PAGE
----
Creative chaos
To nurture creativity or keep the place tidy? Karin feels it’s one or the other.
No. 3 sleeps in a shoe box, a situation I’ve tried to manage by being ruthless about discarding unused toys. Luckily, she is one of those remarkable children who appears to be without material needs. She has never been very interested in dolls, or, um, what else do girls usually play with? Well, none of those things.

She has a little bag of toy cars and several shelves full of books, and some rock ‘n roll CDs. So sleeping in a room the size of a shoe box seems to suit her ascetic bent.

Which is perhaps why it wasn’t nice of me to be grumpy this morning when I couldn’t reach the drawer where her hairbands are kept, because it required climbing skills. There were upturned paper bins from every room and several very long paintbrushes, as well as torn ‘tickets’ everywhere.

‘Pigsty, it’s a bloody pigsty,’ I muttered in that ineffectual way of mothers.

Thing is, I’m reaching the limits of patience with her creativity.

Not fair, is it? I have been adamant that boredom and strict controls on TV and computers are required in order to stimulate the kids’ ability to think up clever ideas and find their ways around the inevitable ennui that develops eventually on the odd dull weekend.

Last Friday she and No.2 built a last outpost around the tree and half up the jungle gym. This required the use of 15 towels of various sizes and 3 fluffy blankets. It also needed buckets, torches and several hundred clothes pegs. They started building late in the day and begged to keep the outpost going till the next day while they got on with the more mundane job of sleeping in the beds in their shoe boxes. And I let them. Because, hey, with skies that sunny, what are the chances of rain?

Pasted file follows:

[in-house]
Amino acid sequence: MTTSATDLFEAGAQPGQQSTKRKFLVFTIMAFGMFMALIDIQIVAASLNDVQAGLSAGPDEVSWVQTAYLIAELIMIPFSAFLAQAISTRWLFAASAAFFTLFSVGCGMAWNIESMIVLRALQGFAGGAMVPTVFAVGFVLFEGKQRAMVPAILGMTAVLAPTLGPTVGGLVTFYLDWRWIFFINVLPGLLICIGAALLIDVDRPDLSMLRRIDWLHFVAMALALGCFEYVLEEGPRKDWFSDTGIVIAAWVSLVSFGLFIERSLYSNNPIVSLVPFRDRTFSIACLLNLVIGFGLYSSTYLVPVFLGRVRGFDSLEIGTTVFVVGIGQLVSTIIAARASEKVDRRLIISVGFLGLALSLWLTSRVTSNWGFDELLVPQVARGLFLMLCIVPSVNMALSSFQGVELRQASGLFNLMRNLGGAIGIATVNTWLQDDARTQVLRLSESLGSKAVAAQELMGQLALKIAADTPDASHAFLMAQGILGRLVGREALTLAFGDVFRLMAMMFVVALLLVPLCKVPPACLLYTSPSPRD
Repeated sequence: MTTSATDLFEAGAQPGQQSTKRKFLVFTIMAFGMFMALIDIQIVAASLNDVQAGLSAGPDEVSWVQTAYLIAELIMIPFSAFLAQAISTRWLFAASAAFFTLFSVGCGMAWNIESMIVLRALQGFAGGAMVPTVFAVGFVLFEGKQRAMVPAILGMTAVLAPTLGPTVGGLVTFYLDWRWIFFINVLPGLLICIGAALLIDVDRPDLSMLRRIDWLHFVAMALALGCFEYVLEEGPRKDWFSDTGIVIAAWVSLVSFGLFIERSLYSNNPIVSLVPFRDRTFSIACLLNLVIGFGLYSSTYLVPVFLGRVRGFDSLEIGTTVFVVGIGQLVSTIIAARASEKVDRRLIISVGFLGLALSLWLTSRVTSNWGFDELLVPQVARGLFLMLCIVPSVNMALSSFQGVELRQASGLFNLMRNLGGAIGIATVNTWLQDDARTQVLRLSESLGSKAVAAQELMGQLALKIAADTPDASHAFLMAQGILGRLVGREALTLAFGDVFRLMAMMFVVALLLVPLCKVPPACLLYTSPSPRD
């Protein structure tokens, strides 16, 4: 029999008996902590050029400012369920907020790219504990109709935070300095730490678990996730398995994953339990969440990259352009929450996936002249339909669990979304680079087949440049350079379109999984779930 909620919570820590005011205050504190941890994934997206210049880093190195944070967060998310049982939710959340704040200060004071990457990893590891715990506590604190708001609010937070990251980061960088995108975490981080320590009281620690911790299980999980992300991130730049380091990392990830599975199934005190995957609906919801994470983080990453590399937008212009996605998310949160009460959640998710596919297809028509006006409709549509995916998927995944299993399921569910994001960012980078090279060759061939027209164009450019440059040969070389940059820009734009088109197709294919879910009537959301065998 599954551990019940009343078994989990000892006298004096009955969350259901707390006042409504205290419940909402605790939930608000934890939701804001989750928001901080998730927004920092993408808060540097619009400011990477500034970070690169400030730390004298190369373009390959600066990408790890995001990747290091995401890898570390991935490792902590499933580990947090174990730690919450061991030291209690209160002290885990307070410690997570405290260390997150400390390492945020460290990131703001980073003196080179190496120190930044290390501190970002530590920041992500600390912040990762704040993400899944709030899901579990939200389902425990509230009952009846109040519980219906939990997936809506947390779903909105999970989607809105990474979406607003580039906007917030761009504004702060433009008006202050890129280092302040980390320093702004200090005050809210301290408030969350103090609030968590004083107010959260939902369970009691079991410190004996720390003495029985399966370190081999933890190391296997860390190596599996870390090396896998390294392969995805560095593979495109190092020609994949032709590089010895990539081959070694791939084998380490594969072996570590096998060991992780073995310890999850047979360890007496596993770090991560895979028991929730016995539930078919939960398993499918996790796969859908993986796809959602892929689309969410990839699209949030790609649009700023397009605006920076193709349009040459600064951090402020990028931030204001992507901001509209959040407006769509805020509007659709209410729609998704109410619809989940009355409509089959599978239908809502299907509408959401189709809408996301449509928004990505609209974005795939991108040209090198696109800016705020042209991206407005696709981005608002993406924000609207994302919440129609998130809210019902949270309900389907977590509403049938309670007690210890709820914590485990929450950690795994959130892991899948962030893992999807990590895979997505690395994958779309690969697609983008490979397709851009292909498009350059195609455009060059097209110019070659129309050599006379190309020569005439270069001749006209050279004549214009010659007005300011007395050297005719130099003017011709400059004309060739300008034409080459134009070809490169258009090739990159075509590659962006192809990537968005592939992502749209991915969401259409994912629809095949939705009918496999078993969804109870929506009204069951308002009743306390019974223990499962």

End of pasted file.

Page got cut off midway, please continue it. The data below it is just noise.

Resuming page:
Great, apparently. Leaving towels out and washing the car have always been foolproof ways of breaking any neighbourhood drought.

No.1 and I spent the entire next day washing and hanging soggy towels and blankets.

With no outpost, and inclement weather driving the kids indoors, Saturday was spent taking out yoga mats to compare suppleness between No.2 and No. 3 (with very un-karmic results as the competition grew heated); playing post-office-post-office with various bits and pieces gleaned from my office drawers; and building Lego things. These games were all completely interconnected, I was assured, which meant that they could not be packed away as they were not ‘done’. Such games are seldom ‘done’.

So another weekend of minimal screen time left the house looking like a rubbish tip this Monday morning.

Now I’m thinking: ‘Do I want a tidy house, or do I want to leave creative thinkers in the world?’

*My family members are numbered according the order in which they appeared in my

Where do you draw the line between creativity and mess?

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